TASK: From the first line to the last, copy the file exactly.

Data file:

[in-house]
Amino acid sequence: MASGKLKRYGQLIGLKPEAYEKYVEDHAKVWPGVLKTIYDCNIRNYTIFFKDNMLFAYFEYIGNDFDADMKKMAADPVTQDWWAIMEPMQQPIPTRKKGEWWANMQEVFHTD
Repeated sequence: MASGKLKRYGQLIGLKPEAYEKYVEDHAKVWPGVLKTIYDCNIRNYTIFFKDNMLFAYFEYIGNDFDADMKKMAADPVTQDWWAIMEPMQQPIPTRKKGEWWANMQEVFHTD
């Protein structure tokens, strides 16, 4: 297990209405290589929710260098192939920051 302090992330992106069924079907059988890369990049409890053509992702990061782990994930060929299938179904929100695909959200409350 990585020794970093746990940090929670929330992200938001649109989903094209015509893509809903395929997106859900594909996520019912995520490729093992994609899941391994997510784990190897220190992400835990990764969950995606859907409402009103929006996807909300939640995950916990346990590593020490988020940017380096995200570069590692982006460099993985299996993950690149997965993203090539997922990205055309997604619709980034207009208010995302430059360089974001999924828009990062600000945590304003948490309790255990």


[in-house]
Amino acid sequence: MASGKLKRYGQLIGLKPEAYEKYVEDHAKVWPGVLKTIYDCNIRNYTIFFKDNMLFAYFEYIGNDFDADMKKMAADPVTQDWWAIMEPMQQPIPTRKKGEWWANMQEVFHTD
Repeated sequence: MASGKLKRYGQLIGLKPEAYEKYVEDHAKVWPGVLKTIYDCNIRNYTIFFKDNMLFAYFEYIGNDFDADMKKMAADPVTQDWWAIMEPMQQPIPTRKKGEWWANMQEVFHTD
């Protein structure tokens, strides 16, 4: 297990209405290589929710260098192939920051 302090992330992106069924079907059988890369990049409890053509992702990061782990994930060929299938179904929100695909959200409350 990585020794970093746990940090929670929330992200938001649109989903094209015509893509809903395929997106859900594909996520019912995520490729093992994609899941391994997510784990190897220190992400835990990764969950995606859907409402009103929006996807909300939640995950916990346990590593020490988020940017380096995200570069590692982006460099993985299996993950690149997965993203090539997922990205055309997604619709980034207009208010995302430059360089974001999924828009990062600000945590304003948490309790255990």